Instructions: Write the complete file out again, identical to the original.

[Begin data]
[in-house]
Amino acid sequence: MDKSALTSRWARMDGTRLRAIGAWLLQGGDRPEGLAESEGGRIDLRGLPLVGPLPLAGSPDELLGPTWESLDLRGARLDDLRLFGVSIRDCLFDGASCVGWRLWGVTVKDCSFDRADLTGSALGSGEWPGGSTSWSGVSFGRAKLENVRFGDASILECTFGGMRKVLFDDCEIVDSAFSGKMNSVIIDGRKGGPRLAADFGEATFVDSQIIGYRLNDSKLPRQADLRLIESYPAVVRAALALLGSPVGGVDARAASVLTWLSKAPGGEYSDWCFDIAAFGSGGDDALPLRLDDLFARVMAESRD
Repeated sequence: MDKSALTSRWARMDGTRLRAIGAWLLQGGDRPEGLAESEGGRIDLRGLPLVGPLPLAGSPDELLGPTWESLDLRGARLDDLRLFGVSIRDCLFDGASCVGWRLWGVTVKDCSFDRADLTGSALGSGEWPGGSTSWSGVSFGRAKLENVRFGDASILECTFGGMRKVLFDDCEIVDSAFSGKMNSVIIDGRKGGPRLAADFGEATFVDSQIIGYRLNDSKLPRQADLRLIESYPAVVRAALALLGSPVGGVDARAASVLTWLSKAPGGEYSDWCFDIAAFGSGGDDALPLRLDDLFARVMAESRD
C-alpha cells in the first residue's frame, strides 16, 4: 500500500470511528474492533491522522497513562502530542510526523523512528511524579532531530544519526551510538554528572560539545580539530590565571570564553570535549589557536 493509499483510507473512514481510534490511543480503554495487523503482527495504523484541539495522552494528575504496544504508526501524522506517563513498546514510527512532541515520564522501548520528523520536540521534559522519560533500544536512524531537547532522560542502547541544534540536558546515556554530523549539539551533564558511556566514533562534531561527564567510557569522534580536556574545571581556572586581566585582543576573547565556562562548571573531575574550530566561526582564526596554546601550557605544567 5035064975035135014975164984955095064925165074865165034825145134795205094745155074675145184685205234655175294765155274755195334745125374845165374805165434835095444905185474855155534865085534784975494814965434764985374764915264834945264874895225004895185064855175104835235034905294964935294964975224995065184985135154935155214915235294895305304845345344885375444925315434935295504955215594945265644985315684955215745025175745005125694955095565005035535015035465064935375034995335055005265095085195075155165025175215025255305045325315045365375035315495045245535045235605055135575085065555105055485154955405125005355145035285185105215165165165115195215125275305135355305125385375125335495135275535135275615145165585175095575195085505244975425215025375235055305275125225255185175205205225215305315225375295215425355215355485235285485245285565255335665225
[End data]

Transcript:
[in-house]
Amino acid sequence: MDKSALTSRWARMDGTRLRAIGAWLLQGGDRPEGLAESEGGRIDLRGLPLVGPLPLAGSPDELLGPTWESLDLRGARLDDLRLFGVSIRDCLFDGASCVGWRLWGVTVKDCSFDRADLTGSALGSGEWPGGSTSWSGVSFGRAKLENVRFGDASILECTFGGMRKVLFDDCEIVDSAFSGKMNSVIIDGRKGGPRLAADFGEATFVDSQIIGYRLNDSKLPRQADLRLIESYPAVVRAALALLGSPVGGVDARAASVLTWLSKAPGGEYSDWCFDIAAFGSGGDDALPLRLDDLFARVMAESRD
Repeated sequence: MDKSALTSRWARMDGTRLRAIGAWLLQGGDRPEGLAESEGGRIDLRGLPLVGPLPLAGSPDELLGPTWESLDLRGARLDDLRLFGVSIRDCLFDGASCVGWRLWGVTVKDCSFDRADLTGSALGSGEWPGGSTSWSGVSFGRAKLENVRFGDASILECTFGGMRKVLFDDCEIVDSAFSGKMNSVIIDGRKGGPRLAADFGEATFVDSQIIGYRLNDSKLPRQADLRLIESYPAVVRAALALLGSPVGGVDARAASVLTWLSKAPGGEYSDWCFDIAAFGSGGDDALPLRLDDLFARVMAESRD
C-alpha cells in the first residue's frame, strides 16, 4: 500500500470511528474492533491522522497513562502530542510526523523512528511524579532531530544519526551510538554528572560539545580539530590565571570564553570535549589557536 493509499483510507473512514481510534490511543480503554495487523503482527495504523484541539495522552494528575504496544504508526501524522506517563513498546514510527512532541515520564522501548520528523520536540521534559522519560533500544536512524531537547532522560542502547541544534540536558546515556554530523549539539551533564558511556566514533562534531561527564567510557569522534580536556574545571581556572586581566585582543576573547565556562562548571573531575574550530566561526582564526596554546601550557605544567 5035064975035135014975164984955095064925165074865165034825145134795205094745155074675145184685205234655175294765155274755195334745125374845165374805165434835095444905185474855155534865085534784975494814965434764985374764915264834945264874895225004895185064855175104835235034905294964935294964975224995065184985135154935155214915235294895305304845345344885375444925315434935295504955215594945265644985315684955215745025175745005125694955095565005035535015035465064935375034995335055005265095085195075155165025175215025255305045325315045365375035315495045245535045235605055135575085065555105055485154955405125005355145035285185105215165165165115195215125275305135355305125385375125335495135275535135275615145165585175095575195085505244975425215025375235055305275125225255185175205205225215305315225375295215425355215355485235285485245285565255335665225